Research

Working Papers:

  1. Mutual Fund Flight-to-Liquidity
    This paper empirically investigates a channel through which market uncertainty affects the liquidity premium. Using data at the mutual fund level, I document that increases in market uncertainty are associated with lower performance and more withdrawals. Consequently, funds adjust the composition of their portfolio towards more liquid assets in order to meet potential redemptions. Aggregated over many funds, this `flight-to-liquidity’ places significant upward price pressure on the liquidity premium: a one standard deviation increase in my measure of active liquidity management yields a 1.22 standard deviation increase in the return spread between illiquid and liquid stocks.
  2. Local Economic Conditions and Local Equity Preferences: Evidence from Mutual Funds during the U.S. Housing Boom and Bust (with Chandler Lutz and Ben Sand)
    This paper examines the impact of local economic conditions on mutual fund preferences for geographically proximate stocks and consequently fund performance. Specifically, we demonstrate that mutual funds favoritism towards firms located within close geographic proximity varies with local housing price shocks. A decrease in local house prices is strongly associated with an increase in mutual fund home bias and results in a portfolio adjustment towards safer and higher quality holdings. This previously undocumented behavioral bias is of first order importance, as the shift in mutual fund preferences towards local stocks induced by deterioration in local economic conditions is associated with mutual fund underperformance: a one percentage point increase in home bias causes a decrease in a fund’s characteristic-adjusted 3-month future return by 35.3 bps.
  3. Passive-Aggressive Trading: The Supply and Demand of Liquidity by Mutual Funds (with Susan Christoffersen, Donald Keim, and David Musto)
    Fund managers can demand liquidity for their trading ideas or provide liquidity for others’ ideas.  We identify the roles of these motives using a database of the individual transactions by Canadian equity funds.  Both the cost and subsequent performance of their buys decline after strong inflows, indicating the depletion of ideas and substitution into liquidity provision as funds quickly put new money to work.  Sales show little of this substitution, consistent with funds’ narrower latitude to provide liquidity to buyers.  In general, the option to provide liquidity makes fund performance positive in the transactions costs of buys, but not of sells.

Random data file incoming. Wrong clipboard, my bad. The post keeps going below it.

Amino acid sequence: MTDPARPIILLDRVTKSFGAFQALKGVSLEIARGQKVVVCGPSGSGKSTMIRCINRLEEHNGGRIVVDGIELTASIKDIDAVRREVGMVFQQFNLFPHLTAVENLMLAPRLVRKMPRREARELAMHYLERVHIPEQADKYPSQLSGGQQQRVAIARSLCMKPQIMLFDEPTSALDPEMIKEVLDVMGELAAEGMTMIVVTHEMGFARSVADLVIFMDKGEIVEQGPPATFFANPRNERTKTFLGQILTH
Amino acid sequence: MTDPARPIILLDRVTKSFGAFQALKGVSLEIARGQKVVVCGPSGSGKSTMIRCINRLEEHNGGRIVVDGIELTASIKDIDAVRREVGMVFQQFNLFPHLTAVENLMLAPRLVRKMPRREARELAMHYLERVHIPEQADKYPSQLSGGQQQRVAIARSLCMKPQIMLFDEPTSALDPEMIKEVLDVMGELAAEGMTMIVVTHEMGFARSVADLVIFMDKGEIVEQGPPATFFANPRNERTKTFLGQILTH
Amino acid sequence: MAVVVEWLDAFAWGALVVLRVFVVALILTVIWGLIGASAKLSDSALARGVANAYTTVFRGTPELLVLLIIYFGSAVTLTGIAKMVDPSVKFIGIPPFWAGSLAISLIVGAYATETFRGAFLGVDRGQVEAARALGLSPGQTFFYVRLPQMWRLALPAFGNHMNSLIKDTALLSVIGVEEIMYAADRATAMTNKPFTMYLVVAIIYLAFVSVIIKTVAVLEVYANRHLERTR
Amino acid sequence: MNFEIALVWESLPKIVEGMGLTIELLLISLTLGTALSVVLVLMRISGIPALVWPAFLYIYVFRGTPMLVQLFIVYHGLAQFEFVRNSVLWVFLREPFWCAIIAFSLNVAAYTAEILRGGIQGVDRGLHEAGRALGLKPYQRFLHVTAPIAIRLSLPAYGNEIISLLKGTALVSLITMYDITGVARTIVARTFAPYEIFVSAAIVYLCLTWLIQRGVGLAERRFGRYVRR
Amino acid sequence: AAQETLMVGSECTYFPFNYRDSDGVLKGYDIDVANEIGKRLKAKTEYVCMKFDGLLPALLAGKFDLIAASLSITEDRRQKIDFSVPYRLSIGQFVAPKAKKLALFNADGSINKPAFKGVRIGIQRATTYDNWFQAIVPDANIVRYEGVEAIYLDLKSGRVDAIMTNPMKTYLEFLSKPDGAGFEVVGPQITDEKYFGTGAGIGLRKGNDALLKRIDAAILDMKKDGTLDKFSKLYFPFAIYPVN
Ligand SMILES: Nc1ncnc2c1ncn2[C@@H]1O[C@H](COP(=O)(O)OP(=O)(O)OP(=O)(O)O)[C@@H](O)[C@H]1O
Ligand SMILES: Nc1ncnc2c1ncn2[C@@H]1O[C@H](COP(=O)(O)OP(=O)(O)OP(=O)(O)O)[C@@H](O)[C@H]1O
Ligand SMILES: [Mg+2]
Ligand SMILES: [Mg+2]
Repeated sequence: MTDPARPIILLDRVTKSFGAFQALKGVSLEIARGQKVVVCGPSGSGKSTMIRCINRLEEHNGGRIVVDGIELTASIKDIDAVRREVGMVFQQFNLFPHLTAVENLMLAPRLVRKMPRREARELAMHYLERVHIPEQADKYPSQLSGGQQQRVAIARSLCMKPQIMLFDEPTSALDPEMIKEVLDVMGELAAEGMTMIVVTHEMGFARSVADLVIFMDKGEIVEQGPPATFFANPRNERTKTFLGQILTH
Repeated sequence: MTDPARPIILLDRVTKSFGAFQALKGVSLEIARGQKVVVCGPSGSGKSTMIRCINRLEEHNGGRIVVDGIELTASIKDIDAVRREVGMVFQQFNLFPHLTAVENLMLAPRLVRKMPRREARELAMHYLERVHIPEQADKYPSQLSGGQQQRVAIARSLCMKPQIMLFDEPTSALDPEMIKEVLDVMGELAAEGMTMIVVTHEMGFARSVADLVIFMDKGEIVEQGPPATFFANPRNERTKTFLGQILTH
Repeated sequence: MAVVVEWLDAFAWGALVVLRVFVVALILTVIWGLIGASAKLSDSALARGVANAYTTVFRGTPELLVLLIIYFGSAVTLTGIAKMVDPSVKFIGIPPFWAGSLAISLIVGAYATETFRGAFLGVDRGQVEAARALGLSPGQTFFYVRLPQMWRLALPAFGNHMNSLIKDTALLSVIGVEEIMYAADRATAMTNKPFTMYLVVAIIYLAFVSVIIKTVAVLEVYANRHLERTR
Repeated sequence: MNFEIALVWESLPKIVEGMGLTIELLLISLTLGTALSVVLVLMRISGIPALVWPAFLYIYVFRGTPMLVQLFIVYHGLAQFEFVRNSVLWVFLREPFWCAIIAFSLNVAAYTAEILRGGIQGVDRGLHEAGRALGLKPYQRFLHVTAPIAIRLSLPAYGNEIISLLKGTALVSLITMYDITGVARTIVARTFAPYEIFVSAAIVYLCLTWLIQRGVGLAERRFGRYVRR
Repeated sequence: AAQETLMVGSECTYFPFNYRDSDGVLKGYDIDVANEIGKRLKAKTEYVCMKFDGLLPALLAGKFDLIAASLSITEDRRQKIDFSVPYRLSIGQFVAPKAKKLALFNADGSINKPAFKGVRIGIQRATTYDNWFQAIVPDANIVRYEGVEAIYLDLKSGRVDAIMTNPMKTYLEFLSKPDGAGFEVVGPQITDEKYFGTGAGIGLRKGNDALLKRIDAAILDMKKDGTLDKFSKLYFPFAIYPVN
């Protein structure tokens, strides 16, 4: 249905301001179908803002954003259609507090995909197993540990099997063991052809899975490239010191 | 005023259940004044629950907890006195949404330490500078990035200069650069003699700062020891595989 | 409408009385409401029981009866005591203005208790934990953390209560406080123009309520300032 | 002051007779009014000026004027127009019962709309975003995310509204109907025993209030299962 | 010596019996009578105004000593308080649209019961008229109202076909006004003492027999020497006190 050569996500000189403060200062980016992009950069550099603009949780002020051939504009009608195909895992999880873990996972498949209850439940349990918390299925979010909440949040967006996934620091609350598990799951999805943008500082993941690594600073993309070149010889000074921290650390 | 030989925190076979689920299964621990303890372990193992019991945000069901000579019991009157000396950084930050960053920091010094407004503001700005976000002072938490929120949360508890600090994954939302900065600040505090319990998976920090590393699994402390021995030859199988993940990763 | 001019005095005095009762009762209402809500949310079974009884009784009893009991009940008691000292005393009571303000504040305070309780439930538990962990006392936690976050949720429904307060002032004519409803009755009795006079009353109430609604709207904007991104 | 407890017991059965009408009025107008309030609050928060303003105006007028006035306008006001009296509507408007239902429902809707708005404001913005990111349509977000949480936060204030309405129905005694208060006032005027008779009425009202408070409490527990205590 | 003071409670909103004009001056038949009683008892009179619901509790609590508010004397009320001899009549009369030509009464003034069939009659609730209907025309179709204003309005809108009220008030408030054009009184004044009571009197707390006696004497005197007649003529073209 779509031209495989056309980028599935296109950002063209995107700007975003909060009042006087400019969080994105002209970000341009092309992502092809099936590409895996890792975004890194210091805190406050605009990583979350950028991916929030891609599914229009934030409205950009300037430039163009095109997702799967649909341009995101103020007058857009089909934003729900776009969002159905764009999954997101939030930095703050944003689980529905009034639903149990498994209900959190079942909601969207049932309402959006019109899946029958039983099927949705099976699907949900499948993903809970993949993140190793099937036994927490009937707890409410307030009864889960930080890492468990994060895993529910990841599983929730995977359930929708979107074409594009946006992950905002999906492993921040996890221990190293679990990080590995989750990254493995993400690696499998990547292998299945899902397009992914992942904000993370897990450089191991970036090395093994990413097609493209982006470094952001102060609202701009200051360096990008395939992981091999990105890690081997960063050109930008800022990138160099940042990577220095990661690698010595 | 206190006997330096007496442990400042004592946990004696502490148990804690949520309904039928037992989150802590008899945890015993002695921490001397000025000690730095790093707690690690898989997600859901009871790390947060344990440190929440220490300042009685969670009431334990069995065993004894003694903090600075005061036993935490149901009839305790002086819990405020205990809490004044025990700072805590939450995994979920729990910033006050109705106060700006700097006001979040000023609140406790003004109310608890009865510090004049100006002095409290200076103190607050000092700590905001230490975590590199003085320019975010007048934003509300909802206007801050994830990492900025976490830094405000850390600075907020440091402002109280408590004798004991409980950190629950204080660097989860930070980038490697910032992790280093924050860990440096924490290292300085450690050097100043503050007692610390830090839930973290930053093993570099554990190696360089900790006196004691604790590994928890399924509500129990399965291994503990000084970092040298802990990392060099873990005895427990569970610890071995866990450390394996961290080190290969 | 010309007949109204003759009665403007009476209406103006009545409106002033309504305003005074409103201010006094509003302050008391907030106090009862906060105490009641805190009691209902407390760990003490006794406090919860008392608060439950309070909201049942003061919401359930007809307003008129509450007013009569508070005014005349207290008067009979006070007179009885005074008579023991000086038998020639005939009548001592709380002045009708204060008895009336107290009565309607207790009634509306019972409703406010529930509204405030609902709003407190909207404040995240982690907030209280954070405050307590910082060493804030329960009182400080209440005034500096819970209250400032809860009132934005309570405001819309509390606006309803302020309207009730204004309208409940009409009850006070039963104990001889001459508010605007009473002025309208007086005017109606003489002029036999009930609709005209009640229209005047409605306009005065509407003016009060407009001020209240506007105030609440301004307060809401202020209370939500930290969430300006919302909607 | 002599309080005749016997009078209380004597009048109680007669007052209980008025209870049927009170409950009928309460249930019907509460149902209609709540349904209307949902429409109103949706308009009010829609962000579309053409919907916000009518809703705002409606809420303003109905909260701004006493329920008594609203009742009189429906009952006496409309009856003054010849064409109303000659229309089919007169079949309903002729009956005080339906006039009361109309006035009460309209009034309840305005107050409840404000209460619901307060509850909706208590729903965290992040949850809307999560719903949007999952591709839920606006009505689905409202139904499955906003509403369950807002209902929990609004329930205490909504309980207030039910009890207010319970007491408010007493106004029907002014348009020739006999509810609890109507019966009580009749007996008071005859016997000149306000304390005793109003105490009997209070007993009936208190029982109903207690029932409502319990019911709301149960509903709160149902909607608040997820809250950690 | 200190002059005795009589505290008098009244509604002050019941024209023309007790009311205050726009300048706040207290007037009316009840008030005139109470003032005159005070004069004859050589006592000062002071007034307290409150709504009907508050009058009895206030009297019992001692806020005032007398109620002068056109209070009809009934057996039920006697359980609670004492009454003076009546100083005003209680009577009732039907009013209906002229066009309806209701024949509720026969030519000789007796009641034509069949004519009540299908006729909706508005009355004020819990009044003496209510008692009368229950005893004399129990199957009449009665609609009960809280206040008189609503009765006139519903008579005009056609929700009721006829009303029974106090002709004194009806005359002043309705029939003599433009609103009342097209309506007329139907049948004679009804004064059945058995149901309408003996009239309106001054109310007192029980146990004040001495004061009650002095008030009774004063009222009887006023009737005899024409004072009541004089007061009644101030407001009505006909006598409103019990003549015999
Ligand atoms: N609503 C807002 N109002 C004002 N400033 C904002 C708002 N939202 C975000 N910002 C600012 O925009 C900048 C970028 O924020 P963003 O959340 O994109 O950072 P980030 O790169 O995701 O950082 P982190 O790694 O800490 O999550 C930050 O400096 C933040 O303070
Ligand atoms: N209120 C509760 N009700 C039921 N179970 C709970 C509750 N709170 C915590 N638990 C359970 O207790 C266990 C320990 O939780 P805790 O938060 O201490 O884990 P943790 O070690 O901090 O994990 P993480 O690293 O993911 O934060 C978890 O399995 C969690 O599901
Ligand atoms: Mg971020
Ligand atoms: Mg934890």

4. House Prices and Taxes (with Mads Nielsen Gjedsted)
    By using the 2007 municipality reform in Denmark as an exogenous shock to municipal tax rates, we find that a 1%-point increase in income tax rates lead to a drop in house prices of 7.9% and a 1‰-point increase in the property tax rates lead to a 1.1% drop in house prices. The simple present values of a 1%-point perpetual income tax increase and a 1‰-point property tax increase, relative to the median house price, are 7% and 3.3%, respectively. Our findings are thus in line with the predicted median tax loss. This indicates that the housing market efficiently incorporates taxes into house prices. The exogeneity of the shock to taxes and the size of the data set is an improvement over earlier studies.

 

Work in Progress

  1. Short-selling and liquidity co-movement (with Massimo Massa and Søren Hvidkjær)
    This article presents a study of how liquidity commonality in the stock market is affected by short-sale constraints. The study is based on a global data set over the 2000s that includes more than 12,500 stocks from 19 countries. We present two main findings. First, lending supply has a significant impact on stock liquidity risk. Tighter short-sale constraints, measured as low lending supply, translates into an increase in a stock’s total and systematic liquidity risk, whereas idiosyncratic part remains unaffected. This means that the increase in short-selling supply seems to be beneficial for the liquidity commonality and market liquidity risk.
  2. Political uncertainty and the value of debt (with Agatha Murgoci)